« Reply #78 on: September 06, 2016, 09:45:58 PM »
I created a very crude 10 point 1D lut and an inverse with so-rose fine tool openlut and turned those into 3D_luts luts to play around with. While cinestyle s-curve seems a somehow boosted inverse curve I think these 3D luts will catch the resemblance to the canon neutral setting more correctly.
The main issue creating an inverse is the fact that cinestyle contrast setting is set to -4. This setting can,t be inversed with a 1D lut as it probably affects clarity and other built in overall settings not represented in a 1D lut gamma curve. In order to get a correct inverse canon neutral picture back you have to either filmed with logNeutral with the cam settings set to 0 both contrast and color(same as canon neutral) or set canon neutral setting to the same in cam settings as logNeutral. Happy testing!

dfort

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Re: Reverse Engineering Picture Styles
« Reply #79 on: September 07, 2016, 04:43:54 PM »
Interesting experiments going on. Danne tweaked the tone curve and got more highlight detail. That's the beauty of opening up CineStyle, well let's just say a CineStyle look alike.

@reddeercity did a massive test comparing logNeutral and CineStyle with other picture styles:
http://magiclantern.fm/forum/index.php?topic=17828

I'm about to leave on a month long trip but before going I packaged up a new release. This one has Danne's highlight recovery. It looks like there's not much interest in the logStandard and logFaithful picture styles so I'm dropping those but leaving in logPortrait and logLandscape. We might play with saturation and contrast levels on those in the future but testing three distinct picture styles will be easier than five subtle ones. Besides, you can only load three custom picture styles at a time.

Version 1.4 link on first post.
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DeafEyeJedi

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Re: Reverse Engineering Picture Styles
« Reply #80 on: September 11, 2016, 03:23:10 AM »
Thanks @Danne & @dfort for these rapid updates. However not sure if this is to be expected but I noticed that if shoot in LogNeutral (v1.4) which then Zebra's aren't showing on the LiveView LCD whereas it does if I were to use CineStyle or any other PP.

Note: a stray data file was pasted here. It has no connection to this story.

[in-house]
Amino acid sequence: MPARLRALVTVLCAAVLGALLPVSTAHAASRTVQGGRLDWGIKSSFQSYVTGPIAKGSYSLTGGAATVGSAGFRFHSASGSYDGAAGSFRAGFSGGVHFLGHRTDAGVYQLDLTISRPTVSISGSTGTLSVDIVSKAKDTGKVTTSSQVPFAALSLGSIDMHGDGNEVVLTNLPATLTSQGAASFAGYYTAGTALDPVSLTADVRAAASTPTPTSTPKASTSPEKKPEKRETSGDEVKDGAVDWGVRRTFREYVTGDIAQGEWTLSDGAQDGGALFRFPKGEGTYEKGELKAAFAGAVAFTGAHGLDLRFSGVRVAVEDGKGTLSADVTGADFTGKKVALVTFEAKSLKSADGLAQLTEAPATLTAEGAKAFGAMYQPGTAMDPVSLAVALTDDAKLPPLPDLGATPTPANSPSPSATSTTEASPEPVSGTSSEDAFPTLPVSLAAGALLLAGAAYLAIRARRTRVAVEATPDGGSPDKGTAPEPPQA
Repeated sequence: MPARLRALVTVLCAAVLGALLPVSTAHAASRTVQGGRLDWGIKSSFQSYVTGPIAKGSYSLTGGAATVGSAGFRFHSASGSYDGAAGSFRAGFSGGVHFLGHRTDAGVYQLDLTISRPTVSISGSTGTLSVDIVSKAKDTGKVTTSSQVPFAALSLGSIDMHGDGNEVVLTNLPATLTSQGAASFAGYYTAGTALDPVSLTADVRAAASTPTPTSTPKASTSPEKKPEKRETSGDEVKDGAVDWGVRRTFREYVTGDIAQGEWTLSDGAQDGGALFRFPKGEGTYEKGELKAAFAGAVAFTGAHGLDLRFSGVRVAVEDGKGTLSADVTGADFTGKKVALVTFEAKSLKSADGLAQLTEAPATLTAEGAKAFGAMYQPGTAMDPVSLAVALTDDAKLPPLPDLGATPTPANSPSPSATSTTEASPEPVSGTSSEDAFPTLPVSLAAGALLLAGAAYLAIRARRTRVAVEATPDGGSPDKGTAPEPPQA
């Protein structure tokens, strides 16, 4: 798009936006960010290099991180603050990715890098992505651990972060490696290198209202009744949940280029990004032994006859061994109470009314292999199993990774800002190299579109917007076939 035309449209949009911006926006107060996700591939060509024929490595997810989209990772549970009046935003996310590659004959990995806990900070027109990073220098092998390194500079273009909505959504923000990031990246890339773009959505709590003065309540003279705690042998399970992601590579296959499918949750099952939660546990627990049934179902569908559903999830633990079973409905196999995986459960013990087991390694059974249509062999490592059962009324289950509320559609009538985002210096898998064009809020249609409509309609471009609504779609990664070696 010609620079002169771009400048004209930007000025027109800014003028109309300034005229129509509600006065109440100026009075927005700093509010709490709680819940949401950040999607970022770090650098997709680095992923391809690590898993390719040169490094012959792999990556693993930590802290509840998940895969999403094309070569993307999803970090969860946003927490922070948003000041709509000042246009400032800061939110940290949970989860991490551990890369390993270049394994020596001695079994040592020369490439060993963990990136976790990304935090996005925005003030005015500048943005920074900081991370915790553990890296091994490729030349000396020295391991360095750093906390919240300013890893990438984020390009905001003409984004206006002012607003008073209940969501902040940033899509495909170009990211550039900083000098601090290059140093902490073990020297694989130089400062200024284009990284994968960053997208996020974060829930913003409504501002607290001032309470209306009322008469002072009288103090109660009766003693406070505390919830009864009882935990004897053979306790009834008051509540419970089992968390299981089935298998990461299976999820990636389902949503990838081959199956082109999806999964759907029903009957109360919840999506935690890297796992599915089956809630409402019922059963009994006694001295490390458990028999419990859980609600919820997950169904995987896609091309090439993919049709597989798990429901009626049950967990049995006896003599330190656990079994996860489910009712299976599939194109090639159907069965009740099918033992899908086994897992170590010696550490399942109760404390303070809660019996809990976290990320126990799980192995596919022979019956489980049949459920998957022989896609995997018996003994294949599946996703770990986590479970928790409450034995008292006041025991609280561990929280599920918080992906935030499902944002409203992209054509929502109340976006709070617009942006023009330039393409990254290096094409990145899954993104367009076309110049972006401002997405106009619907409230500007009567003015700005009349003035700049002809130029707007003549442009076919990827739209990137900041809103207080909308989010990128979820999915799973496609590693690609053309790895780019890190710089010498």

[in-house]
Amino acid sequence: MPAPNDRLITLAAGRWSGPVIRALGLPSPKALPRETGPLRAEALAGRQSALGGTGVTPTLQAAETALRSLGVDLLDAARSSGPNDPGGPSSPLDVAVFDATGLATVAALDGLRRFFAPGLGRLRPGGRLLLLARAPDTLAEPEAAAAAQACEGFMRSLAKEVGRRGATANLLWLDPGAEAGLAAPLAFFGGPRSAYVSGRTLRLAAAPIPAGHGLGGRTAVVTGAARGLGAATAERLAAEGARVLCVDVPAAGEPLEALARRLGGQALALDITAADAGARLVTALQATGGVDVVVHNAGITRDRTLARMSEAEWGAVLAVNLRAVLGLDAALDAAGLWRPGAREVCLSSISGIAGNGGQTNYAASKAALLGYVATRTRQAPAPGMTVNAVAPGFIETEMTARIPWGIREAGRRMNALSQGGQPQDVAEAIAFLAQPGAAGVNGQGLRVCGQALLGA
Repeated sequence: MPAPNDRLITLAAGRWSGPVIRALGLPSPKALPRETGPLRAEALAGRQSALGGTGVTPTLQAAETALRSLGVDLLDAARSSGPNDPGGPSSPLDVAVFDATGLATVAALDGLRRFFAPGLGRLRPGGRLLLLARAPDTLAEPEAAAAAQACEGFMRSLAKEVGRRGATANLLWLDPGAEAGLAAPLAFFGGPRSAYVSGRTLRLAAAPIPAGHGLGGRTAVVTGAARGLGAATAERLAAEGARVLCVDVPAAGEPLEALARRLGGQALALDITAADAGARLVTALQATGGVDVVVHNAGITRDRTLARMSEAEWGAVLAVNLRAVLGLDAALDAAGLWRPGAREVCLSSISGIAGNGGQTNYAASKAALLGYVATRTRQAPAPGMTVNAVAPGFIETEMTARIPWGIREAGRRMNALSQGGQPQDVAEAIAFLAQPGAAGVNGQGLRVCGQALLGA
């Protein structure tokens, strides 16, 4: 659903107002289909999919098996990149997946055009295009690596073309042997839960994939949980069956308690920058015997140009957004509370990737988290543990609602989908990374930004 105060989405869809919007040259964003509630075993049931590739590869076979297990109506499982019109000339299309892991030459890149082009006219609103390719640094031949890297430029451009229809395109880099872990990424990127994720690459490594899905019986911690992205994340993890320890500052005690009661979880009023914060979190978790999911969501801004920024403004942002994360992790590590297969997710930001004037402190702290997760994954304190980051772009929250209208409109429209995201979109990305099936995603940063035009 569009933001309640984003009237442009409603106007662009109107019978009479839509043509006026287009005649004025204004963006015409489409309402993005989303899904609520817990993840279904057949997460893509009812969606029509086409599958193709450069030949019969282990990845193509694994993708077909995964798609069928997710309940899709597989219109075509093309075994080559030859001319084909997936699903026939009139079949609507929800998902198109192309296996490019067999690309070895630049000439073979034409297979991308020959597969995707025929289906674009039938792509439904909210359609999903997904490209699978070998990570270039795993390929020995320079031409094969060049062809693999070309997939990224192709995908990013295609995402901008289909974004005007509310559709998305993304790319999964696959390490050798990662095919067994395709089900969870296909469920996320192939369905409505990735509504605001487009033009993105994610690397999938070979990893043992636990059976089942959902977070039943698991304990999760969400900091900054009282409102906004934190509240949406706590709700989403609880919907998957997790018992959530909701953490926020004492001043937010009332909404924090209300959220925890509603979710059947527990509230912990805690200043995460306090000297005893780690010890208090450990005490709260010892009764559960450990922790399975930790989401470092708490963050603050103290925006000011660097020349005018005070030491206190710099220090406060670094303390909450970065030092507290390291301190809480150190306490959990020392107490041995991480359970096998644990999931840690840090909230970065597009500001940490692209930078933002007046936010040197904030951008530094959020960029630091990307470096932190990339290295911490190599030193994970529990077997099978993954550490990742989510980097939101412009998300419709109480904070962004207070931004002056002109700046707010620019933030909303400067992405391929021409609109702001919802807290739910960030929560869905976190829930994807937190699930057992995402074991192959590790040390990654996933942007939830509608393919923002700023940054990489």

LogNeutral PP:


CineStyle PP:


Also note in the histogram which shows the highlights being completely clipped in the LogNeutral PP -- could this be the issue related?
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dfort

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Re: Reverse Engineering Picture Styles
« Reply #81 on: September 11, 2016, 06:25:56 AM »
...not sure if this is to be expected but I noticed that if shoot in LogNeutral (v1.4) which then Zebra's aren't showing on the LiveView LCD whereas it does if I were to use CineStyle or any other PP...

That's expected. If you open up logNeutral v1.4 in Canon's Picture Style Editor you'll notice that the highlights are clipped. This is something that CineStyle does in the shadows and we were experimenting to see what it does in the highlights. Check out EOSHD C-Log if you can, it will probably exhibit similar behavior.

I'm running around Europe at the moment and am operating on my wife's laptop so no development while I'm on vacation!

In any case, note that v1.4 is an experimental version. Guess I should have marked it beta or something. So far v1.3 is the closest we've gotten to CineStyle.

[EDIT] Ok--so I'm cheating on my vacation. Here's a screenshot showing the highlight clipping on v1.4. Like I said, this is an experiment not necessarily a "final" version.



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DeafEyeJedi

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Reverse Engineering Picture Styles
« Reply #82 on: September 11, 2016, 09:28:52 AM »
Well I kinda like it ... It's like a cheat sheet for the highlights. Definitely worth the risk. Lovely 10-point curve designed by @Danne. I wonder if there's a way to add more points into it? Love the fact that you don't just risk anything but do risk everything!

Looking forward to testing with some more this weekend.

btw @dfort I went ahead and purchased EOSHD C-log just for shits and giggles. Will eventually let you all know how it goes internally and externally.

I also am confident that once this LogNeutral hits by 1.6 or 1.8 it'll be smoking hot like no other!
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Danne

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Re: Reverse Engineering Picture Styles
« Reply #83 on: September 11, 2016, 11:05:23 AM »
C-log clips highlight even more. I don,t know how well that responds to H.264 in non C-log cameras.
I like technicolor more and more I must say. When I tried using it when it first came out I was under the wrong impression that color was wasted and I did my share of skin/skylight color complaining and then settled for neutral with in cam contrast/sharpening set to zero. Guess I was wrong all along.
Clipping the whites is interesting. It seems there is some more information in highlights which are clipped. Why not try to save it?

Crops

version 1.4


version 1.3


version 1.4


version 1.3



Quote
Lovely 10-point curve designed by @Danne
Well, let,s not underestimate what these two dots actually do to refienements coming from dfort himself.


gdims

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Re: Reverse Engineering Picture Styles